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King Charles’ execution shirt to go on display

Published: (Updated: ) in Australian News by .

One of British history’s most macabre artefacts is to go on display at the Museum of London.

One of British history's most macabre artefacts is to go on display at the Museum of London.

The silk vest worn by King Charles I when he was beheaded in 1649 is the centrepiece of the museum's "Executions" exhibition, which will open in October.

The shirt is covered in visible stains, but the centuries since his death have faded them.

King Charles I was beheaded on orders from Oliver Cromwell.

Forensic tests in the 1980s were unable conclusively determine what the stains are, though blood may be the most likely option.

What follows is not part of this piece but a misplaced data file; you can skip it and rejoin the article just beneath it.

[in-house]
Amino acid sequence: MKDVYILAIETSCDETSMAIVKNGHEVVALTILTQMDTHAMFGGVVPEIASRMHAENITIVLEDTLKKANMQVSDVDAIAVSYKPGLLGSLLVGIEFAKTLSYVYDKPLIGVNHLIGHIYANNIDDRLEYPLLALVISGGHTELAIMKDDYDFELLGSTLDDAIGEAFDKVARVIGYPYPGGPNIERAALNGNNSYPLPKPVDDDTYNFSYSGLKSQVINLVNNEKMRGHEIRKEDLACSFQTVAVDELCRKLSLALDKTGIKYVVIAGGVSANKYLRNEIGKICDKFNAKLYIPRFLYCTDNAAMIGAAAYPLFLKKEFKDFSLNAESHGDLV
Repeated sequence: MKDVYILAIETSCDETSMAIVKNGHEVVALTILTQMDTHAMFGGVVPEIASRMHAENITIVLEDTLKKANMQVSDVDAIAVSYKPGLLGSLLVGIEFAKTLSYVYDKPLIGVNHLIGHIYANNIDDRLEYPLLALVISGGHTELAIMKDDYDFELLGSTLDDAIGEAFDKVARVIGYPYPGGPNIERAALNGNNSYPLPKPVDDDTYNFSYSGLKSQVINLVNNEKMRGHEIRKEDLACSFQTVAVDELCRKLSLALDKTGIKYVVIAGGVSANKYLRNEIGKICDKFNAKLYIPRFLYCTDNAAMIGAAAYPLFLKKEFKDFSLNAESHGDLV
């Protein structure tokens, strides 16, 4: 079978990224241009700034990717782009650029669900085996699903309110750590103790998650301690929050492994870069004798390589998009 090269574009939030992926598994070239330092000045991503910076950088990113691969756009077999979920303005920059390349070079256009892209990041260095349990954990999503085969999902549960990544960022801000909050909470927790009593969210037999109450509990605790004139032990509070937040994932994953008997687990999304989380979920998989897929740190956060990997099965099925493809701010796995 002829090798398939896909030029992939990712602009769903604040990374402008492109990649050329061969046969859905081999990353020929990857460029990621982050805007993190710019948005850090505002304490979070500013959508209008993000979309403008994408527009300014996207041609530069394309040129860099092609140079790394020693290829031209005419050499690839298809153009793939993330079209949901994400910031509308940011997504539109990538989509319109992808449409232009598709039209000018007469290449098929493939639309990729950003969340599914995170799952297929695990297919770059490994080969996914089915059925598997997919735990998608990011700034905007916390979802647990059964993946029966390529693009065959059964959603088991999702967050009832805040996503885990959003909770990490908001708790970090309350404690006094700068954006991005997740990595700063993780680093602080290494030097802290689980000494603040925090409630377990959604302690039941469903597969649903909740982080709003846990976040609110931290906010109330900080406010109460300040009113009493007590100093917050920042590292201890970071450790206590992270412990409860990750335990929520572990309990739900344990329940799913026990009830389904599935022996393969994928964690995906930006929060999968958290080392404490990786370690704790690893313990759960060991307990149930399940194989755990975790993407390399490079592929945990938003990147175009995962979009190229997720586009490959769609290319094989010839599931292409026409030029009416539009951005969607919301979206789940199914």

Sweat or vomit are other possibilities.

Further testing would risk damaging the priceless fabric, curators say.

The shirt has not been on display since 2009.

King Charles I lost his throne after the English civil war.

The king is said to have asked for another layer of clothing during the execution, so he would not appear to be trembling behind his executioner.

Beheaded on January 30, 1649, the weather was bitterly cold.

After King Charles was beheaded, his shirt was gifted to the doctor supervising the execution.

He was executed following the English Civil War with the approval of Lord Protector Oliver Cromwell, who had replaced the monarchy with his own dictatorship.

The throne would be restored under his son Charles II in 1660.

Source: 9News

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